The Unexpected Job Guy Fieri Had Before His Food Network Fame

"And we looked, and behold, a cherry-red Camaro and his name that sat on him was Fieri, and Flavortown followed with him." Guy Fieri is something of a legend in the world of food. With an outrageous combination of frosted tips, sunglasses, and a bold rebellious attitude, Guy is most well-known for his adventures across the United States, searching for the very best "Diners, Drive-Ins, and Dives." But behind that wild early-2000s aesthetic and a love for the craziest and most flavorful foods out there, how exactly did Guy Fieri become, well, Guy Fieri?

Fieri's start in the world of food began when he was very young when, as a young entrepreneur, Fieri sold soft pretzels from a custom-built cart known as "The Awesome Pretzel" (via Food Network). Later in life, a student exchange trip to France (funded in part by Fieri washing dishes) instilled a deep love of international cuisine in the young man. In 1996, Fieri opened his first restaurant, Johnny Garlic's, in his hometown of Santa Rosa, California, thus beginning Fieri's official journey as a restaurateur. In 2005, on a dare by his friends (according to Biography), Guy sent a video to "The Next Food Network Star" reality show, where his outrageous and charming attitude made him stand out above the competition and start his rise to fame.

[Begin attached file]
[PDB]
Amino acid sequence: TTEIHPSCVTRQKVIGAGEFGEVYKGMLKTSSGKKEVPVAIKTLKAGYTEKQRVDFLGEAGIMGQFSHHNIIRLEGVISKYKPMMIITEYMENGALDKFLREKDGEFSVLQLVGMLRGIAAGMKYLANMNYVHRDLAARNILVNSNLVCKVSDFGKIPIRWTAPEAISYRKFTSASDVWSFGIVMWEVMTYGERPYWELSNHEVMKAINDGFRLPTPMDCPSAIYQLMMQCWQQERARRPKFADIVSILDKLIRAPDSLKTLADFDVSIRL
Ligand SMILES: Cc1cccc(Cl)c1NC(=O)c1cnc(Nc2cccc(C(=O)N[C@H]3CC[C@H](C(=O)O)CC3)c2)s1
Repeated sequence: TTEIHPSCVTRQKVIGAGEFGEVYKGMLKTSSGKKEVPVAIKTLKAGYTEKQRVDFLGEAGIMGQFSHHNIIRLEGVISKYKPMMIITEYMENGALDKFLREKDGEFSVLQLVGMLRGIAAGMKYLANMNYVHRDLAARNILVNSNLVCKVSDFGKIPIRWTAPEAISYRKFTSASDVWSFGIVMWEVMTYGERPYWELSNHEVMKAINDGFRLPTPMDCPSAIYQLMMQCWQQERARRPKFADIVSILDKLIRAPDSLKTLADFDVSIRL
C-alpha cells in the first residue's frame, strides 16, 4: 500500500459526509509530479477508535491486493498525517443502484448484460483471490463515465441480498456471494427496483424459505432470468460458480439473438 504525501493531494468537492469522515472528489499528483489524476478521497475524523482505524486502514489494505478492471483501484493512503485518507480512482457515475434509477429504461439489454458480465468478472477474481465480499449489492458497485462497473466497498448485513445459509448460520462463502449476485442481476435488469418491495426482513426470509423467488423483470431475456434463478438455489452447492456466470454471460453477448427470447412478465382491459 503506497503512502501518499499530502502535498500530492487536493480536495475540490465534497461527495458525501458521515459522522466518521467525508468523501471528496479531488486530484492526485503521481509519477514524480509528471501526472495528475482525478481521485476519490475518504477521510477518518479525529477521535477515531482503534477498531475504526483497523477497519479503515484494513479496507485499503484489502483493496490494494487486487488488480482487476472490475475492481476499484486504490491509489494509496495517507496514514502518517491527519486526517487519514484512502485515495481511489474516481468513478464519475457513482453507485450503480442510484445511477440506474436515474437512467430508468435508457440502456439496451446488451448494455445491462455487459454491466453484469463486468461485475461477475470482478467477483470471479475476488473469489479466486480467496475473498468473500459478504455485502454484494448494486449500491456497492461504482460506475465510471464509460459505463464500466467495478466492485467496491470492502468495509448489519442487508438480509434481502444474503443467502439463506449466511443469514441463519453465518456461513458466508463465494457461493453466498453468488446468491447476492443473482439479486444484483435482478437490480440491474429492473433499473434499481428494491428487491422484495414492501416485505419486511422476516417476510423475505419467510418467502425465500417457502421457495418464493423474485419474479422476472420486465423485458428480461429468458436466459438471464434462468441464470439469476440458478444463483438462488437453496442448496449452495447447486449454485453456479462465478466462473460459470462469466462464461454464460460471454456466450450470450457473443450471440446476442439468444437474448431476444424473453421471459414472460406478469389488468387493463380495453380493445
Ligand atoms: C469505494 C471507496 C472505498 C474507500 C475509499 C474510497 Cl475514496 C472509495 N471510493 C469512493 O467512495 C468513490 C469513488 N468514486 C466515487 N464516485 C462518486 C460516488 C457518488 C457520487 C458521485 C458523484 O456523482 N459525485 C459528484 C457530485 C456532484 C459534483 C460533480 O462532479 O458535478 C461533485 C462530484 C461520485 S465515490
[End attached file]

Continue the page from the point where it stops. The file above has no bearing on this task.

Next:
But before he traveled the U.S. to gobble down wings and burgers, Fieri had another job in the television industry: muffler salesman.

Fieri hawked mufflers in 2001

If you were to see Guy Fieri in a commercial today, you'd have no doubt that the person on-screen before you is the real Guy Fieri. But in the early 2000s, viewers would see a totally different Fieri we know and love today. One that seemed more clean-cut, more professional, and reserved than the bold and out-going Guy that now enjoys a good habanero sauce.

As seen in multiple commercials on YouTube for Flowmaster Mufflers, Fieri, dressed in a relatively modest baseball cap, jeans, and T-shirt, hawks the many qualities of the Flowmaster Muffler. With the same energy and style as your uncle who collects classic cars and wears crocs to every event, the soon-to-be king of Flavortown boasts of Flowmaster's "true American-made perfomance" and a "trademark Flowmaster sound." Comments on the videos couldn't help but make jokes, considering the difference between the Fieri of then and the Fieri we see today.

"Use better car parts for speedier trips to FLAVORTOWN," wrote user "Execute Crab-21."

"Too much exhaust must've driven ol' Guy to getting frosted tips and button-down shirts with flames on them." joked another user.

"Seconds later, he modified his Flowmaster for grilling and frying purposes," quipped user "Stomp Chunkman."

While Guy Fieri has not talked about his brief job as muffler salesman, we now know it was only a stepping stone in the rise of America's most rambunctious, outrageous, and one of its most beloved chefs.